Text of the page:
thank you for doing this AMA - I really enjoyed POODR, I learned a lot from it and that is although I have never written any major Ruby code before or after it ;)
I'd be really curious about your thoughts on the value of type systems, especially since you have very strong roots in Smalltalk and Ruby.
Fabian, first let me confess that I'm an outlier in that most of my OO experience is in dynamically typed languages, and that in my code, I don't get run-time type errors. Because my experience is that dynamic typing is perfectly safe, I find myself resenting having to enter type annotations when I work in statically typed languages. While I appreciate the fact that static typing means that I don't have to write some tests, I hate having to add this extra code.
Having said that, I realize that many folks have had different experiences with dynamic typing. I write trustworthy code where objects behave like you'd expect. This means that I can trust that any object with which I'm interacting just works. This, in turn, means that I don't have to check if objects behave the right way. Sadly, I've seen many OO applications where these things were not true. Folks fall into the trap of writing code that's not trustworthy. Because they can't trust message sends to return objects that behave correctly, they have to check the type of the return of messages sends. This leads to a descending spiral of manually adding type checking, and code which ultimately breaks in confusing and painful ways.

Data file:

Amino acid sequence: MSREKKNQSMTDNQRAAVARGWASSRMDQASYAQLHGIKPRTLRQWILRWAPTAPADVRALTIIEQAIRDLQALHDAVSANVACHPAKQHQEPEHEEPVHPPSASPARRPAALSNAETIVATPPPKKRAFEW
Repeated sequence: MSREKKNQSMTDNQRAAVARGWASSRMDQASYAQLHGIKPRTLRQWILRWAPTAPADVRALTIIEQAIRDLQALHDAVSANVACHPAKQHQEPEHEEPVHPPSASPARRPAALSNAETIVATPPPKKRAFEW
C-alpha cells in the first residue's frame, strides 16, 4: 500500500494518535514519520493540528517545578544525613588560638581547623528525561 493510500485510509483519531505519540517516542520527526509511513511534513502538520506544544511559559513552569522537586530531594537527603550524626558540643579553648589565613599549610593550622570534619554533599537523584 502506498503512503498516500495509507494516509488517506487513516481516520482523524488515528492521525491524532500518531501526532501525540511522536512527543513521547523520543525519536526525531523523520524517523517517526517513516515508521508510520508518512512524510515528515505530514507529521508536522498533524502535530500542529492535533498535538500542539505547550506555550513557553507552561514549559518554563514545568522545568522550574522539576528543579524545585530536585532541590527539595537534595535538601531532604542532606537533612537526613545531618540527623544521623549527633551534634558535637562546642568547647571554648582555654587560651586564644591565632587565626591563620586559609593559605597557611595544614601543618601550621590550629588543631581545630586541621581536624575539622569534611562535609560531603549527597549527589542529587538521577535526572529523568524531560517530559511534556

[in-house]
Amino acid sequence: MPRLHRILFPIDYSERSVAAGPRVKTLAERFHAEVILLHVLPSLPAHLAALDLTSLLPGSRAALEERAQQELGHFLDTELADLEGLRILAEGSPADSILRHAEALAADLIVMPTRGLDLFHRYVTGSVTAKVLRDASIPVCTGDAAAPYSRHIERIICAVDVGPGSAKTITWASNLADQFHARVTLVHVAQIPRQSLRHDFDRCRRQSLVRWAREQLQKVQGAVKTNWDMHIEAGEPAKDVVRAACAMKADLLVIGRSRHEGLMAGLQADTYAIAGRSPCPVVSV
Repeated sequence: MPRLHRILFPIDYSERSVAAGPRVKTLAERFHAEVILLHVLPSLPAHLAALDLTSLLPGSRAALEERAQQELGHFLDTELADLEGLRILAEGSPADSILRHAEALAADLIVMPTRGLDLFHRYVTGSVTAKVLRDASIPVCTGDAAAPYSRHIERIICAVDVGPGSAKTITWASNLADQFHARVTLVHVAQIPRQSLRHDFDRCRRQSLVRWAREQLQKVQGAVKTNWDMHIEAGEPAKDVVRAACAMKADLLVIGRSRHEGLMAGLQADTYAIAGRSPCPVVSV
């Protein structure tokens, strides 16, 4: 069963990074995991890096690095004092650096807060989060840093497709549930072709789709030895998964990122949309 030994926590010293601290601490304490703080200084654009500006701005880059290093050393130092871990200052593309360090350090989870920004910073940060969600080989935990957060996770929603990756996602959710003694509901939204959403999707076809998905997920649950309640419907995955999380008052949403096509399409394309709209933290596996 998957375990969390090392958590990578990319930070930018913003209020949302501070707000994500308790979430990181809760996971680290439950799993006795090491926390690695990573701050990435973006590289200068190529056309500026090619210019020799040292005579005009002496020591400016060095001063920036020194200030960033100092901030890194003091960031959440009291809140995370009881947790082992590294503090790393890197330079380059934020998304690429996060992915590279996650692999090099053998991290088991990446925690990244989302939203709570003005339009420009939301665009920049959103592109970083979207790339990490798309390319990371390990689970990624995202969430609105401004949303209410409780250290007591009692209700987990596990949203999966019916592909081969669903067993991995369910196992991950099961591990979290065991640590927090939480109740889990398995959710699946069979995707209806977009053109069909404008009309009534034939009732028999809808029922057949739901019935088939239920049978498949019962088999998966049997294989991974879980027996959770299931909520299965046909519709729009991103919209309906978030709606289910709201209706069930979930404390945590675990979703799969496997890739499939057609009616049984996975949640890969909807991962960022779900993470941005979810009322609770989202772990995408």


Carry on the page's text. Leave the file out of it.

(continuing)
Here's the deal. The power of dynamically typed OO languages is attained only when you write trustworthy objects that use duck-typing and polymorphism, and then trust them to behave correctly. If for some reason (inclination or background) you can't prevent the creation of untrustworthy objects, it's probably better to use static typing.
These styles of programming are different, and combining them leads to the worst of both worlds.
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